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· Punster
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I just got my 3T Ergonova LTD handlebars from ProBikeKit(in 1 week!). They don't seem to come with any installation instructions, and I couldn't find any product manual on the 3T website.

What should I be torquing the stem-handlebar clamp to? And how about the shifters?

I just have a 2 bolt Bontrager stem right now, but I'll probably get a 4 bolt unit soon.

Thanks.
 

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jasonwells4 said:
I just got my 3T Ergonova LTD handlebars from ProBikeKit(in 1 week!). They don't seem to come with any installation instructions, and I couldn't find any product manual on the 3T website.

What should I be torquing the stem-handlebar clamp to? And how about the shifters?

I just have a 2 bolt Bontrager stem right now, but I'll probably get a 4 bolt unit soon.

Thanks.
Torque is rotational force as exerted on a bolt or screw. Since the handlebar doesn't have any bolts or screws, the manufacturer can't give you any values. You need to use the values given by the stem- and shifter manufacturers, or use a general guideline like the one on the Park Tool website.
 

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thoughts...

A good carbon bar should not have critical torque limitations. Most 4-bolt face plates recommend 5Nm of torque. I've never put a torque wrench to the band clamp bolts, but Shimano lists a torque of 6-8Nm in their instructions.

I still recommend to those who want to learn bike mechanics to learn what those small torques feel like, by hand, and not become so dependent on a torque wrench. I've never put a torque wrench on any M5 or M6 bolt.
 

· More carbon fiber please!
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797 Posts
wim said:
been200mph said:
I still retorque head stud nuts on my race motors after initial run-in/dyno pulls. :)

Beautiful,wow! What's with the optional connection—different response to the pedal?
That's where the throttle linkage hooks to. You can manipulate the linkage a bit to change leverage/feel at the pedal. With a pair of carburetors it takes a bit to open both of them up. It's a little 331" small block Chevy ready to dyno. Should make right at about 700 hp hopefully. Heads are conventional port layout 23 degree style thus no huge power numbers. But as with the bike stuff... lol... notice the carbon fiber hood scoop (this is for my dragster thus the scoop mounted right to the carbs), and you can't see the titanium valves and valve spring retainers under the valve covers. Also has an external belt-driven oil pump, along with vacuum pump up front, and belt-drive for the cam and front belt-driven distributor.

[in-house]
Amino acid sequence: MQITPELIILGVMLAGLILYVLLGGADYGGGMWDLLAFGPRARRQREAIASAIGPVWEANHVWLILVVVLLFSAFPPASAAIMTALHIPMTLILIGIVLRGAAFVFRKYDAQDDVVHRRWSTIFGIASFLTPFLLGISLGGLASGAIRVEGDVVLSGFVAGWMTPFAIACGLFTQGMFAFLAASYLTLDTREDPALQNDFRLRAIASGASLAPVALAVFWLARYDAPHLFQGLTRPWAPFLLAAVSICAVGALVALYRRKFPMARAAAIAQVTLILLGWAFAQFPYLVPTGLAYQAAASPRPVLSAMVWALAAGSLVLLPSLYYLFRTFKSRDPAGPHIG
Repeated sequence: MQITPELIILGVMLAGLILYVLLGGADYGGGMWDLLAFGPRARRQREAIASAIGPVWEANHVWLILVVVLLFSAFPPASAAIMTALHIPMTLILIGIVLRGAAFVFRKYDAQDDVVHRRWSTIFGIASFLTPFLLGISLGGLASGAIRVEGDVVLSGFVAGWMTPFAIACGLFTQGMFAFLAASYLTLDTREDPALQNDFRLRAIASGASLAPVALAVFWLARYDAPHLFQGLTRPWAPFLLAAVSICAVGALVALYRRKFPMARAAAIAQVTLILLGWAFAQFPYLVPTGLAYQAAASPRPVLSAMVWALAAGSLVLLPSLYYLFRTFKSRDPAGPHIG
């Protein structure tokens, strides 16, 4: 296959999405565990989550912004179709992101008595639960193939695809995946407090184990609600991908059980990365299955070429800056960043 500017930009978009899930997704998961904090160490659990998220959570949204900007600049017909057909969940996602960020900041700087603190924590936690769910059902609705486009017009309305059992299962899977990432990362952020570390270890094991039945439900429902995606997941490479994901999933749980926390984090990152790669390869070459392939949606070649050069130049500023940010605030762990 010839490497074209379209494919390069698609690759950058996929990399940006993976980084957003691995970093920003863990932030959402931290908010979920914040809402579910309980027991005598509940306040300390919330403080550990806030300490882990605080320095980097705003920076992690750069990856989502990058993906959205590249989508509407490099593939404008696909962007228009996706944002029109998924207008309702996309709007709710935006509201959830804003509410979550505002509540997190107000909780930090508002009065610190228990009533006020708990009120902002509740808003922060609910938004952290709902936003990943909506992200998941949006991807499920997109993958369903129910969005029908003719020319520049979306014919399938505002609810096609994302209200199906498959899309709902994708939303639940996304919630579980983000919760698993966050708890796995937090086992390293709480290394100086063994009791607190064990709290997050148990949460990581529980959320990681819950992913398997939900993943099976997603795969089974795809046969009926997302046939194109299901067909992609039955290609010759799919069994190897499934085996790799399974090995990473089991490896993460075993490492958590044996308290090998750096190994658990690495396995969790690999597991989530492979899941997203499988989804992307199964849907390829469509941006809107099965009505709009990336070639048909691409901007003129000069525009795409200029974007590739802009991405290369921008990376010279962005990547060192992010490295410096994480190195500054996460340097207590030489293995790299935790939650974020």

ps... my race helmet is also carbon fiber, lol. As is my head & neck restraint. Can't get enough c/f! :)
 

· So. Calif.
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jasonwells4 said:
I just got my 3T Ergonova LTD handlebars from ProBikeKit(in 1 week!). They don't seem to come with any installation instructions, and I couldn't find any product manual on the 3T website.

What should I be torquing the stem-handlebar clamp to? And how about the shifters?

I just have a 2 bolt Bontrager stem right now, but I'll probably get a 4 bolt unit soon.

Thanks.
Also apply a thin smear of carbon assembly paste, to the contact surfaces between carbon and aluminum, or carbon-to-carbon. It increases the friction so that no slipping, or creaking, will occur.

I am torquing my 3T Arx Team stem (alloy) and 3T Ergosum Arx Team bars (carbon) to 5 N-m, that is 3T's spec -- I think the instruction sheet came with the 3T stem. Works fine.

Whether it's a 2 or 4 bolt faceplate on stem, alternately tighten screws in increments, so the gaps remain uniform.
 

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C-40 said:
I still recommend to those who want to learn bike mechanics to learn what those small torques feel like, by hand, and not become so dependent on a torque wrench. I've never put a torque wrench on any M5 or M6 bolt.
have you ever "calibrated" your torque feel? or somehow measured it to see if it's reliable/ reproducible? i think experience counts for a lot but i would think it would be very subjective depending on conditions, e.g., at the end of the day and you're tired you think you're putting 5N-m but you're actually doing 3N-m.
 

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C-40 said:
A good carbon bar should not have critical torque limitations. Most 4-bolt face plates recommend 5Nm of torque. I've never put a torque wrench to the band clamp bolts, but Shimano lists a torque of 6-8Nm in their instructions.

I still recommend to those who want to learn bike mechanics to learn what those small torques feel like, by hand, and not become so dependent on a torque wrench. I've never put a torque wrench on any M5 or M6 bolt.
I found that in the past, it was easier to get a feel for higher torque values (~40nm+) than for low ones (<10nm). YMMV.
 

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minh said:
have you ever "calibrated" your torque feel? or somehow measured it to see if it's reliable/ reproducible? i think experience counts for a lot but i would think it would be very subjective depending on conditions, e.g., at the end of the day and you're tired you think you're putting 5N-m but you're actually doing 3N-m.
+1.

*but*, if you're going to use a wrench, know that they aren't all that either. the 'click' style need to be regularly recalibrated and detensioned after every use. the 'beam' style lack precision. the best are the dial versions, a la snapon torquometer. an inaccurate wrench might as well be no wrench at all...
 
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